5 minute read

The key to successful Packaging in today's consumer driven world


Thought Pieces

A Q&A session with Meg

In the fast-paced world of FMCG packaging, before jumping into any project understanding the ‘why’ behind any product is key. In today’s ever-evolving world, consumers want more than just products; they seek experiences. Brands need to understand what this is and sell the reason/experience/benefit not just the physical product, delving into the emotional connection to the brand and product brings clarity but also paves the way for packaging design that truly resonates with consumers. Meg talks more about her own experiences having worked in the packaging design industry for over 18 years.

In your opinion, what is the most important aspect for brands to consider before starting a packaging project?

We have a phrase at Hurricane: idea first – execution second and this is true no matter where you are in the process. Whether it’s a revolutionary or evolutionary move, make sure you have done your groundwork; good foundations are what drives a fantastic brand and nowadays people want so much more from a brand or product – they want an experience they need something more. – and these ‘wants’ change as society evolves so brands need to be able to adapt as we do as only then can a brand remain relevant and ‘keep up’ as we move through sometimes very fast cultural changes.

You mentioned ‘foundations’. What are the areas where a brand needs to delve deeper?

I would say there are 3 main pillars:

  1. The brand itself – It seems obvious but the brand needs to know who they are and what their values are and why they are here in the first place, in all honesty this isn’t an issue with established brands as they tend to live and breathe them but for start-ups this can be a daunting exercise. Our brand workshops can help deliver clarity and direction when starting on your brand journey.
  1. The why – There is so much focus on the actual product, but a product delivers so much more. There is usually an emotive connection between the brand, product and consumer and understanding what this is, that’s the nugget for packaging design – not what we are selling but why.
  1. The audience – Once you know the ‘why’ then the ‘who’ we are selling to should drop into line. Having a target audience is paramount to a successful packaging launch, try to sell to everyone and you will sell to no one. When we talk about ‘who your target is’ we need more than just the top line. We really need to understand who these people are and how they live their lives. By getting to know them and delving into their world and what’s important to them will enable you to build stronger connections and a loyalty to last.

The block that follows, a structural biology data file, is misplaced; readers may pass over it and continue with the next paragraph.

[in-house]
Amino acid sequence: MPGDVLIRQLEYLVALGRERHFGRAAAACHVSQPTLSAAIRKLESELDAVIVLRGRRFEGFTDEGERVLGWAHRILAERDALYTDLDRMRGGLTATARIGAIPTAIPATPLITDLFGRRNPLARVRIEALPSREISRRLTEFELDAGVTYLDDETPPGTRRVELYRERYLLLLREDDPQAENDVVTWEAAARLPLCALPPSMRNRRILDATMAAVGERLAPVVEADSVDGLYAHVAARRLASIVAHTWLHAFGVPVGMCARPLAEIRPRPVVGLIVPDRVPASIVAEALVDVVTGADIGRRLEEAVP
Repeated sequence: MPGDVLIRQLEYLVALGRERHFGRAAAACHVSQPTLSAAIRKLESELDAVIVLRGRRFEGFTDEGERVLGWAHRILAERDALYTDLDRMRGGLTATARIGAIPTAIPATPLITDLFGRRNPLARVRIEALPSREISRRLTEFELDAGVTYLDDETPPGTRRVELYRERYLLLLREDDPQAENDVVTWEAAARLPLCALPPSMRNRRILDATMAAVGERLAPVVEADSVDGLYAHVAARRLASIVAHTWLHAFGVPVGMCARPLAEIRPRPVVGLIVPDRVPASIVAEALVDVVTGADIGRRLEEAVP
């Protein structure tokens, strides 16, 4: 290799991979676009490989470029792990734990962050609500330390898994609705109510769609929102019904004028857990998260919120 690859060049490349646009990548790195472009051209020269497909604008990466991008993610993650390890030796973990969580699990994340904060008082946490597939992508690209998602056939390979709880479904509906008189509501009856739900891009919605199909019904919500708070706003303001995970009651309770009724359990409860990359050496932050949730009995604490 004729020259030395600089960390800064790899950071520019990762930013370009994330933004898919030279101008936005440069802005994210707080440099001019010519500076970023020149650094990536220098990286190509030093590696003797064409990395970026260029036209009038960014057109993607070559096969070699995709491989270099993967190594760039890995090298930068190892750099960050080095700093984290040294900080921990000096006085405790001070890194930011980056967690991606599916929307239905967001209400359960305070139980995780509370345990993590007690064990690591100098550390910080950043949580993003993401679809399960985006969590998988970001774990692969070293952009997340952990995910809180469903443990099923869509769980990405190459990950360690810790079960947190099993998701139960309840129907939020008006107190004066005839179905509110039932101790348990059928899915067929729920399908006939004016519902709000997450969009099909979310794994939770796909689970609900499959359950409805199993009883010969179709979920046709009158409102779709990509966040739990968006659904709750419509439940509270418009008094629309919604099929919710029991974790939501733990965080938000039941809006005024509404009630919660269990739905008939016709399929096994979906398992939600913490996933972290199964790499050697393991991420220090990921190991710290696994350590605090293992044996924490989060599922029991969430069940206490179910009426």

What is the role of packaging?

Packaging has to be timely, it needs to drive immediate attention and deliver a reason to purchase. It translates a brand’s value and relevance into a message that needs to resonate with consumers very quickly, we have about 3-5 seconds to capture our consumer which is why it is so important to know the business you’re really in and understand the role you play in people’s lives. This may not be a direct link to the product even for example Nike drives the message of bettering yourself, it drives motivation and inclusivity.

What’s the biggest change in packaging since you have been working in this industry?

I can tell you it’s a long time since I put my first foot on a career path in packaging and it has vastly changed and rightly so, it certainly keeps things interesting. The biggest change? Well, long gone are the days where packaging only needed to play a role on shelf. It is no longer a straight road to purchase instead we have to think about the digital and social world alongside the real world and of course both of these will have differences, but the consumer journey is still to be a holistic one where both the real and digital worlds work together (not necessarily the same) leaving a lasting impression that stays with consumers long after purchase.

Where does your passion for packaging stem from?

I started working in FMCG packaging design when I was 22 years old. I am what I would call, organically grown. I’m not a designer, I didn’t study design at university although I did dabble in marketing. It was a role I stumbled across and haven’t looked back.

The people I work with deliver the passion for me. I’m in awe of the mind of a creative, what they can produce from a written brief to a physical pack – what a fantastic skill. Coupled with walking around a supermarket and seeing packaging you have had a hand in, sitting proud on shelf and you knowing all the hard work that has got that product to this point – it’s an amazing feeling every time and a feeling that not everyone gets with their job so it’s a privilege for me to have.